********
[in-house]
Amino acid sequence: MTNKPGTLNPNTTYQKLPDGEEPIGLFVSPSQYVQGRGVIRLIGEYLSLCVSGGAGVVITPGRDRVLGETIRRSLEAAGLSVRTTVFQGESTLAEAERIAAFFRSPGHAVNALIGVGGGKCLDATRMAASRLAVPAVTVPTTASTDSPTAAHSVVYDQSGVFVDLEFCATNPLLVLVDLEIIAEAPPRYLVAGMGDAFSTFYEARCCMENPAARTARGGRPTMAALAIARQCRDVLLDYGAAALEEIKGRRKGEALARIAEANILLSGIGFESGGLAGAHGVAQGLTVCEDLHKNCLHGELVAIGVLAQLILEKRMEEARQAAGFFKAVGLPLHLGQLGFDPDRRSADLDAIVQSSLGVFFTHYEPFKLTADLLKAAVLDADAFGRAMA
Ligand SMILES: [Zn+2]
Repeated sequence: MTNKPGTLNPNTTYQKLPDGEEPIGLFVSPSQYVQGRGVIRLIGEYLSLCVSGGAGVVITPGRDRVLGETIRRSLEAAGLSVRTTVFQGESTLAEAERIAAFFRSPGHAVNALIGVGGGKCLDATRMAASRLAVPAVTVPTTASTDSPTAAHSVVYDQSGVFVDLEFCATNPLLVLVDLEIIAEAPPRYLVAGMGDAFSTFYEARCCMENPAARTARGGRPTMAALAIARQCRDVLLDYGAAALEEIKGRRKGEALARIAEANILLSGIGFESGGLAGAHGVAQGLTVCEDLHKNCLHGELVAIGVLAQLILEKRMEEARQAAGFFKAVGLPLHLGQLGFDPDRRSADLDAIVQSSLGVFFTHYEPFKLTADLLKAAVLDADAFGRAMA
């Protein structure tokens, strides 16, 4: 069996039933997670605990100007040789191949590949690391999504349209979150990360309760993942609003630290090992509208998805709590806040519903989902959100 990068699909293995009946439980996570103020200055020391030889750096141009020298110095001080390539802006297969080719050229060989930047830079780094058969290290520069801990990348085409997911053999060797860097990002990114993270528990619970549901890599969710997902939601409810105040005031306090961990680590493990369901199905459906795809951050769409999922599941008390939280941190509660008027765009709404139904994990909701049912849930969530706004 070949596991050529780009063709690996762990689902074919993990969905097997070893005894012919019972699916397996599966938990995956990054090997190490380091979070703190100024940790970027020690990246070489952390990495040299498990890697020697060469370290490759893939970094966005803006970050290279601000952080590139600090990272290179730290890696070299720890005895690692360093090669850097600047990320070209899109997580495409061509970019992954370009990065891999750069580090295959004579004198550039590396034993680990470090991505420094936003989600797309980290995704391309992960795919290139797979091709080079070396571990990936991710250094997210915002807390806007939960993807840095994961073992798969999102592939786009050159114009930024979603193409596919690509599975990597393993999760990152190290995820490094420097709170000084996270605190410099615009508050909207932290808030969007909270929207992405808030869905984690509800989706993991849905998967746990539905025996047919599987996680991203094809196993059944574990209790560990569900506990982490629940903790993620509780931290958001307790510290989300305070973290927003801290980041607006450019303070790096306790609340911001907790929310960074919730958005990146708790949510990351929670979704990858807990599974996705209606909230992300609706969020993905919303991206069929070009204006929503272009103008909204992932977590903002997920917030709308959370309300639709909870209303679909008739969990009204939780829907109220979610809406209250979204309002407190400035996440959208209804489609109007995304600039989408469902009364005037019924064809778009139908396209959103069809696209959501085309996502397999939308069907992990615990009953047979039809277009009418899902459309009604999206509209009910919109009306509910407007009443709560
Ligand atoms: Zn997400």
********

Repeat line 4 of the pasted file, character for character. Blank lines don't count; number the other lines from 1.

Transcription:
Repeated sequence: MTNKPGTLNPNTTYQKLPDGEEPIGLFVSPSQYVQGRGVIRLIGEYLSLCVSGGAGVVITPGRDRVLGETIRRSLEAAGLSVRTTVFQGESTLAEAERIAAFFRSPGHAVNALIGVGGGKCLDATRMAASRLAVPAVTVPTTASTDSPTAAHSVVYDQSGVFVDLEFCATNPLLVLVDLEIIAEAPPRYLVAGMGDAFSTFYEARCCMENPAARTARGGRPTMAALAIARQCRDVLLDYGAAALEEIKGRRKGEALARIAEANILLSGIGFESGGLAGAHGVAQGLTVCEDLHKNCLHGELVAIGVLAQLILEKRMEEARQAAGFFKAVGLPLHLGQLGFDPDRRSADLDAIVQSSLGVFFTHYEPFKLTADLLKAAVLDADAFGRAMA